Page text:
Speakers at the National Retail Federation convention (held this week at the Javitz Center in New York) debated the future of malls. CEO of Caruso Affiliated Rick Caruso, owner of several U.S. malls, said the structures will be obsolete in the next ten or 15 years unless reinvented.
Indeed, Nordstrom President Blake Nordstrom said despite the company’s solid overall performance, foot traffic and sales in full-line stores have been flat or slightly down. Topping our Digital IQ Index: Department Stores report, Nordstrom has employed a robust digital strategy to improve in-store and e-commerce sales. It has dedicated 30% of its $3.3 billion in capital expenditures to e-commerce. In-store staff use iPads to generate product suggestions, and it is one of five department stores to offer real-time inventory integration for products at specific locations.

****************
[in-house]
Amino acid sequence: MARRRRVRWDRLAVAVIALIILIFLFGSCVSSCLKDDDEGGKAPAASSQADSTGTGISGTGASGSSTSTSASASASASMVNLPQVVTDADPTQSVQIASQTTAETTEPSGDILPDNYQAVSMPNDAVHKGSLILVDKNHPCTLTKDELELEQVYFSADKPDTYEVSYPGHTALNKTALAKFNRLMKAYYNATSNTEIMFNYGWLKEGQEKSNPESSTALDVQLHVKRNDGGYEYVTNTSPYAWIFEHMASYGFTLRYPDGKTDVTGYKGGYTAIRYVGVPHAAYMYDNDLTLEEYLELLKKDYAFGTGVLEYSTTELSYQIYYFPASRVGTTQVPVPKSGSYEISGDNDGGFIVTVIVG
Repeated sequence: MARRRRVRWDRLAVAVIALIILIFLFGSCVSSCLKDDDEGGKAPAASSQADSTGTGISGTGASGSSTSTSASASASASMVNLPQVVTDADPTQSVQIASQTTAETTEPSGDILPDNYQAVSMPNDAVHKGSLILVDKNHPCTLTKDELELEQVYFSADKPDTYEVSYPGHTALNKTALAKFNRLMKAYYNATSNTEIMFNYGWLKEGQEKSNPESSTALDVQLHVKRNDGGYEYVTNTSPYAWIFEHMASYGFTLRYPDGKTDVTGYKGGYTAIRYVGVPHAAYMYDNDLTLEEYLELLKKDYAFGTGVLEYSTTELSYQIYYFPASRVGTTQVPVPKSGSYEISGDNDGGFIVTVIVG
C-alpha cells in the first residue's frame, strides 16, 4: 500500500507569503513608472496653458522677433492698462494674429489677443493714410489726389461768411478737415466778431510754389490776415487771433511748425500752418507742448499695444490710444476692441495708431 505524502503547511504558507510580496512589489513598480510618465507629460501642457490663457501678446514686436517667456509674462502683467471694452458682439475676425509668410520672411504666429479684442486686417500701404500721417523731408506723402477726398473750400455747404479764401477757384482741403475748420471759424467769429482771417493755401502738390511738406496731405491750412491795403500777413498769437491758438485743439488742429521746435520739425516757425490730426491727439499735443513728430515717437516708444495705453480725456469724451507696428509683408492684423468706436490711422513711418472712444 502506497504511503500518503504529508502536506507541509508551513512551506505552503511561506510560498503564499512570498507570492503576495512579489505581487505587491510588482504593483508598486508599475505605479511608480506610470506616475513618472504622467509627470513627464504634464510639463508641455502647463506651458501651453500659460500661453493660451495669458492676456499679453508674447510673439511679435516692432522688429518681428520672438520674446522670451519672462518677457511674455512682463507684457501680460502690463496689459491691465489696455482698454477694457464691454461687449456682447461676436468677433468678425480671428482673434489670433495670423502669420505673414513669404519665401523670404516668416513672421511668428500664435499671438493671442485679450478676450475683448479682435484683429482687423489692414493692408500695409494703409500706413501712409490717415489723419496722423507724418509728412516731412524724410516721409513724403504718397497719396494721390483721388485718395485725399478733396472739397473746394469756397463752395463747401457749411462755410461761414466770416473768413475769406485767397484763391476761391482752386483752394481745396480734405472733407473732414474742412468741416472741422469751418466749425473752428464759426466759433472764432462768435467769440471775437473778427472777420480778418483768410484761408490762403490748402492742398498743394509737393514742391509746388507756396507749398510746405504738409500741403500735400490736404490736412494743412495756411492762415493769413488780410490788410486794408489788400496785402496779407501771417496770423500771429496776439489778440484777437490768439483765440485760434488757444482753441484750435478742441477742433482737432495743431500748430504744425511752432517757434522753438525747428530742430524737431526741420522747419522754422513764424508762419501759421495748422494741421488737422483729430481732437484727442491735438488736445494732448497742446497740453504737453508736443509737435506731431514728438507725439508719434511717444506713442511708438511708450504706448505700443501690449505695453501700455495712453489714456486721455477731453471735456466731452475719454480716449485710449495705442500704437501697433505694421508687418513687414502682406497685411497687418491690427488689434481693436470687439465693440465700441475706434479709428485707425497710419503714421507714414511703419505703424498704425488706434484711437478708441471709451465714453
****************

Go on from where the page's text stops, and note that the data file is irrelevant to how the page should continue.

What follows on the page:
Our report says a strong digital strategy is a necessity for department stores, more so than fashion brands, but their strong offline footprint positions them well for serving multichannel consumers. The top brands in our Index have taken advantage. Neiman Marcus, Macy’s and Bloomingdale’s also offer real-time inventory integration. Saks Fifth Avenue has made substantial investments in fulfillment. And a third of Department Stores in our Index offer in-store pickup of items ordered online, versus 14% of retailers and brands assessed in our 2013 Digital IQ Index: Specialty Retail report. Nordstrom sales improved 8% after it implemented in-store pickup and real-time inventory integration.
So while the traditional mall might be in need of an update, there is a case for brick-and-mortar — especially department stores — to remain.
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